This Wearable Digital Display Just Sticks On Your Skin

LEDs made out of organic polymers mean wearable, tattoo-like sensors could have their own displays

2 min read
This Wearable Digital Display Just Sticks On Your Skin
Photo: Someya Group Organic Transistor Lab/The University of Tokyo

It’s clear that smart watches and fitness bands will eventually give way to a far more comfortable, subtle wearable—a temporary tattoo that you barely notice is there because it stretches and bends with your skin. The first generation of such stickers are coming out this year from L’Oreal and others.

Much work has been done on making flexible sensors that can fit unobtrusively in such devices. Last year I tried out some of the sensors coming out of John Rogers’ research group at the University of Illinois that measure blood pressure, analyze sweat, and detect muscle activity.

At this point, the commercial skin-like sensors don’t have their own displays. Instead, they communicate with a smart phone and an app on the phone presents the data. That’s not ideal for, say, runners who want to easily check their pulse rate or diabetics who are monitoring sugar levels with more comfort and accuracy than that possible with a bulky strap-on  wearable.

Today, Tomoyuki Yokota and colleagues from the Someya Group at the University of Tokyo announced that they have demonstrated a skin-like display that uses red, green, and blue LEDs made of organic polymers. Sitting on a substrate just a few microns thick, it sticks comfortably onto the skin. In the prototype, Yokota attached the display to an optical sensor that detected pulse and blood oxygenation.

img Photo: Someya Group Organic Transistor Lab/The University of Tokyo This blood oximeter uses organic LEDs and light sensors to measure blood oxygen levels and pulse

Epidermal electronics that include tiny inorganic LEDs have been demonstrated in the laboratory, but this is the first prototype using organic LEDs in a wearable tattoo. Members of the Someya group have demonstrated flexible organic electronics before, but they didn’t function well in air, said Takao Someya, who wrote about his group’s efforts to develop what he calls bionic skin in Spectrum in 2013. This new version works well in air and in water, he says, thanks to new encapsulation materials that alternate layers of inorganic and organic material. “At present,” he says, “they are not ready to be commercialized, with an estimated lifetime of a few days. However, in the future this could be extended to weeks or months.”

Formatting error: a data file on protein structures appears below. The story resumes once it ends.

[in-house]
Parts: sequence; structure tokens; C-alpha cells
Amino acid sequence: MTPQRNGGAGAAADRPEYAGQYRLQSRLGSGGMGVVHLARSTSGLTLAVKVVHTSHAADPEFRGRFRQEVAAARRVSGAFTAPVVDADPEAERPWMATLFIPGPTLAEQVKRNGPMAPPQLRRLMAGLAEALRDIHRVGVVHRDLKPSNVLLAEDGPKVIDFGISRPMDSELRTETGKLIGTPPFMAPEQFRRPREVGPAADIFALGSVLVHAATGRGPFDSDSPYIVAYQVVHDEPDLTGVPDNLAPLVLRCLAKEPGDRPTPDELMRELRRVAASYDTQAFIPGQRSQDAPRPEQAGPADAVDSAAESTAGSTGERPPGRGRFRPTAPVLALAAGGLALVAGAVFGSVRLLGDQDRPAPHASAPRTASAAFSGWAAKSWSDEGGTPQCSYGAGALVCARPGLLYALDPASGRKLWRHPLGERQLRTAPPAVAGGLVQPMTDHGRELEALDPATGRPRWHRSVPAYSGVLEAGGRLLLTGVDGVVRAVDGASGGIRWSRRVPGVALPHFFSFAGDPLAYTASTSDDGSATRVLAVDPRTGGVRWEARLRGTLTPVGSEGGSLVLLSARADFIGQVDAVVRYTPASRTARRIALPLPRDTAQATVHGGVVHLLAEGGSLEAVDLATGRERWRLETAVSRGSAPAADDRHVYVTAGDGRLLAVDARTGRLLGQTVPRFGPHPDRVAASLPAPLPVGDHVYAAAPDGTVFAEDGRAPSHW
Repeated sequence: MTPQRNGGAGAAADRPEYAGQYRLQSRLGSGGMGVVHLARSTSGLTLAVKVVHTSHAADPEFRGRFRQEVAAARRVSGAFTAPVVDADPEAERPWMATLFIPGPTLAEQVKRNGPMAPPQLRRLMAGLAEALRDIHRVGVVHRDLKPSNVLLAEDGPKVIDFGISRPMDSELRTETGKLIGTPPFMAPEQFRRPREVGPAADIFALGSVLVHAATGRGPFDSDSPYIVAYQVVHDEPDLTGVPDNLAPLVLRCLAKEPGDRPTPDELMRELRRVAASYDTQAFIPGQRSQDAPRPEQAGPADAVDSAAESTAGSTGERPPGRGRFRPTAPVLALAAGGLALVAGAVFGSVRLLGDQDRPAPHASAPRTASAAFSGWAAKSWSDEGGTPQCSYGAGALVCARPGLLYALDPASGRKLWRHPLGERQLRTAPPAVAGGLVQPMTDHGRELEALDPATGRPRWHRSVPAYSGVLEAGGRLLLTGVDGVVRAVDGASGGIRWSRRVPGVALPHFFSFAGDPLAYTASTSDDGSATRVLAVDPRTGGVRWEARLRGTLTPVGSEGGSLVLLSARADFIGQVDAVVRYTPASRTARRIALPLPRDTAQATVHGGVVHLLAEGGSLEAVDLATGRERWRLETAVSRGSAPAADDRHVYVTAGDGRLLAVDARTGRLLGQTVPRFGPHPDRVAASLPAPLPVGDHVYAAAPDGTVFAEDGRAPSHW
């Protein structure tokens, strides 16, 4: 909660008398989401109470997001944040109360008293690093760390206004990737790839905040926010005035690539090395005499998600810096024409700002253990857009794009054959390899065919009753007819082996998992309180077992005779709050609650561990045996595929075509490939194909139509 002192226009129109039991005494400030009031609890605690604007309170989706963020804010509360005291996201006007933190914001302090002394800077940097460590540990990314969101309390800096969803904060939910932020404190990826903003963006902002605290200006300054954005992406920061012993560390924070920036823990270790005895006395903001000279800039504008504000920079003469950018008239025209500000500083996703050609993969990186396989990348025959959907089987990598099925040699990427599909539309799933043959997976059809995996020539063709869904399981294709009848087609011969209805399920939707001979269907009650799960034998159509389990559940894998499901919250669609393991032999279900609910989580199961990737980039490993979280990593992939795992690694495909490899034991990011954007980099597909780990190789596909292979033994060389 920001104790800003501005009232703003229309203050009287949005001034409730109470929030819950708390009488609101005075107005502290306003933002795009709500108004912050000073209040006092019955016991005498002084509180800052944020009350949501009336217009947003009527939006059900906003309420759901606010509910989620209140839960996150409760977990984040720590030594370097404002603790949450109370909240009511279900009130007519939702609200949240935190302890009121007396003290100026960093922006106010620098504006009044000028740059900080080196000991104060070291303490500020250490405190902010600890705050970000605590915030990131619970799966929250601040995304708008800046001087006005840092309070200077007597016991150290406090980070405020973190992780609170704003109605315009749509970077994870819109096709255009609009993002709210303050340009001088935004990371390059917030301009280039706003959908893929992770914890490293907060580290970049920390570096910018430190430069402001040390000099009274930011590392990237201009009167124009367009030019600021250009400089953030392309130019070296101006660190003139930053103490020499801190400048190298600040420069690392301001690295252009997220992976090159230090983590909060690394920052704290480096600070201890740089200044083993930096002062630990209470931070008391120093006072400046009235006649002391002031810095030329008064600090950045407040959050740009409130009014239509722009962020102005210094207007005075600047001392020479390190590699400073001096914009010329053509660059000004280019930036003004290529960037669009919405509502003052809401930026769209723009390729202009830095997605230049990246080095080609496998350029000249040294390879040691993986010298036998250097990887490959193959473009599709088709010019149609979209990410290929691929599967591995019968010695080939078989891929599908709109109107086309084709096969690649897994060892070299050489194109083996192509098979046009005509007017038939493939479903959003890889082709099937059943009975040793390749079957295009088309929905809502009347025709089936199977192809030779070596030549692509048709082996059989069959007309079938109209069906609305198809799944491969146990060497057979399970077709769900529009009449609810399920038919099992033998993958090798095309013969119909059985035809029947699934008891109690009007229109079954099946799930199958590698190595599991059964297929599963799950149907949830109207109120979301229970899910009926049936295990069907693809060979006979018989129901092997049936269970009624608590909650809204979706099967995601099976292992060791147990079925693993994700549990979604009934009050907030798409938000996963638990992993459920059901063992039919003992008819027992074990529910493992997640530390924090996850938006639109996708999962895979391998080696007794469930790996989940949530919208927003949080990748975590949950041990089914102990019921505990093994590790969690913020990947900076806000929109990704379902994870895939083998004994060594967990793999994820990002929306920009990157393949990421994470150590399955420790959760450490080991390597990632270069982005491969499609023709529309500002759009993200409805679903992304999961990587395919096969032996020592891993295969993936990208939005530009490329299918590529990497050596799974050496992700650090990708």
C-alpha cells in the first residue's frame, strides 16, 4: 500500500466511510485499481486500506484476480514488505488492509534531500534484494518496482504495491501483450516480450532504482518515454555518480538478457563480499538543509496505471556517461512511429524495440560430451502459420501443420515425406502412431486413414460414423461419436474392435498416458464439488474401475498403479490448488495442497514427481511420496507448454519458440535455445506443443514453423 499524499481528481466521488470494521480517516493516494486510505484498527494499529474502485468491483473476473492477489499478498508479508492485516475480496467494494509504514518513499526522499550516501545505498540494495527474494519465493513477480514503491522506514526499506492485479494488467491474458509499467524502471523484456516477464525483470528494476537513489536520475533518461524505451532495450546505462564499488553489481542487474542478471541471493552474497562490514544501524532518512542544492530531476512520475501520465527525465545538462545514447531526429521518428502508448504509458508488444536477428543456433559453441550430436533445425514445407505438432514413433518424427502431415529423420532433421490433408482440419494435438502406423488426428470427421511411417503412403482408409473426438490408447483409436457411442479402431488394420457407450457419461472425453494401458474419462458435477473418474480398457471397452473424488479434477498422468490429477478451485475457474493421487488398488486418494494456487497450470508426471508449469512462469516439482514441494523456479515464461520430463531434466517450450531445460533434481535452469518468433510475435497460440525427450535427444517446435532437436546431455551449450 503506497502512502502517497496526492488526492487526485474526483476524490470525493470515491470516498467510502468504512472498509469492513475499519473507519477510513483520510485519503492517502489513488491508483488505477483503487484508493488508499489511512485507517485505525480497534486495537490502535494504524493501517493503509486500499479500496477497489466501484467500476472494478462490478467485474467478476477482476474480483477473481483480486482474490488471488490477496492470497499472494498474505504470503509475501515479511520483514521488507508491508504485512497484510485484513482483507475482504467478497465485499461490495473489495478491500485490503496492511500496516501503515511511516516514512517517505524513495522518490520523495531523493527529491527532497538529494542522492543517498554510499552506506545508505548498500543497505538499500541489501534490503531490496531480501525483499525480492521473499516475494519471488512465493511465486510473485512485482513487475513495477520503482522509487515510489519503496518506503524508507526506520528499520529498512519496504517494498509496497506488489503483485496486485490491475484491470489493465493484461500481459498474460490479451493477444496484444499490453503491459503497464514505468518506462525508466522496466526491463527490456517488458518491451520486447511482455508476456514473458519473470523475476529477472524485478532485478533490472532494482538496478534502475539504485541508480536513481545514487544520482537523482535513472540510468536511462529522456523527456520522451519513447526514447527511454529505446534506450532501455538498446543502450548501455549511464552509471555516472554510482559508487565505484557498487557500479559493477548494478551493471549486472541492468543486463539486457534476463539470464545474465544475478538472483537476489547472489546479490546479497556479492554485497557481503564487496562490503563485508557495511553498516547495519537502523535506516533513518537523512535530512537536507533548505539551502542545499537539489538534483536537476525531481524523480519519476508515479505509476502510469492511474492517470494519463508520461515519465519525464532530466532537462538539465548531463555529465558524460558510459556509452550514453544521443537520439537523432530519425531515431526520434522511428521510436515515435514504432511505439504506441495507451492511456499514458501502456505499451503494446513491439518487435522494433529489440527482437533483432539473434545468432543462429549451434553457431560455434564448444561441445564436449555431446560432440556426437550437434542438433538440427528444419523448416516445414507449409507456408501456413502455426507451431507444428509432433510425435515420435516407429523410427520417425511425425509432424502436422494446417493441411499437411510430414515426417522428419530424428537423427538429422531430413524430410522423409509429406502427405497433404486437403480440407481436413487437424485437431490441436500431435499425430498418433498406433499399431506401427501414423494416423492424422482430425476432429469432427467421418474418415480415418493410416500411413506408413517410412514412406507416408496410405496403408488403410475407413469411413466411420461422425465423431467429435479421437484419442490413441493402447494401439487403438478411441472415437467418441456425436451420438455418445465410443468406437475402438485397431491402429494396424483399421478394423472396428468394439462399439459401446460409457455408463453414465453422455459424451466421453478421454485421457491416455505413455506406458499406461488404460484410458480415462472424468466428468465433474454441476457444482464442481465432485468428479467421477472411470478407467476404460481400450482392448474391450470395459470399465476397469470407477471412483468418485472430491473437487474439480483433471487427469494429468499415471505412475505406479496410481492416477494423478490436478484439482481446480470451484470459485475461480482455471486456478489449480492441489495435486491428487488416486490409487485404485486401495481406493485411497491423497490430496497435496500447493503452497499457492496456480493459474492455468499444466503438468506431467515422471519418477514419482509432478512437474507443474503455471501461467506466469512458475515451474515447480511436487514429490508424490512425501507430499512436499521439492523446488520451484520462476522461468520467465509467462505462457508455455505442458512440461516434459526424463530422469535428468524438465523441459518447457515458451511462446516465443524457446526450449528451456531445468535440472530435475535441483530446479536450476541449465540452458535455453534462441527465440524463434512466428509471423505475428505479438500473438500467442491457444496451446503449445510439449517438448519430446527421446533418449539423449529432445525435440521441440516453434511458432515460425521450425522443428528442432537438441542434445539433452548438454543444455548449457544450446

Says Rogers, “Compared to inorganic LEDs, an advantage of organics is that it’s easy to make large area devices.  A disadvantage is that they are often less power efficient and more sensitivity to environmental conditions, like air exposure, humidity, and biofluids. My overall feeling is that the two technology approaches are very much complementary.

Someya says these organic displays, combined with ultra-thin sensors, have “the potential to transform our lives. You will no longer have to carry an external deice, you’ll be able to wear it on your skin.” This means more accurate long-term health monitoring, easier access to training data for athletes, and increased privacy, for instance, displaying information inside your palm.

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This CAD Program Can Design New Organisms

Genetic engineers have a powerful new tool to write and edit DNA code

11 min read
A photo showing machinery in a lab

Foundries such as the Edinburgh Genome Foundry assemble fragments of synthetic DNA and send them to labs for testing in cells.

Edinburgh Genome Foundry, University of Edinburgh

In the next decade, medical science may finally advance cures for some of the most complex diseases that plague humanity. Many diseases are caused by mutations in the human genome, which can either be inherited from our parents (such as in cystic fibrosis), or acquired during life, such as most types of cancer. For some of these conditions, medical researchers have identified the exact mutations that lead to disease; but in many more, they're still seeking answers. And without understanding the cause of a problem, it's pretty tough to find a cure.

We believe that a key enabling technology in this quest is a computer-aided design (CAD) program for genome editing, which our organization is launching this week at the Genome Project-write (GP-write) conference.

With this CAD program, medical researchers will be able to quickly design hundreds of different genomes with any combination of mutations and send the genetic code to a company that manufactures strings of DNA. Those fragments of synthesized DNA can then be sent to a foundry for assembly, and finally to a lab where the designed genomes can be tested in cells. Based on how the cells grow, researchers can use the CAD program to iterate with a new batch of redesigned genomes, sharing data for collaborative efforts. Enabling fast redesign of thousands of variants can only be achieved through automation; at that scale, researchers just might identify the combinations of mutations that are causing genetic diseases. This is the first critical R&D step toward finding cures.

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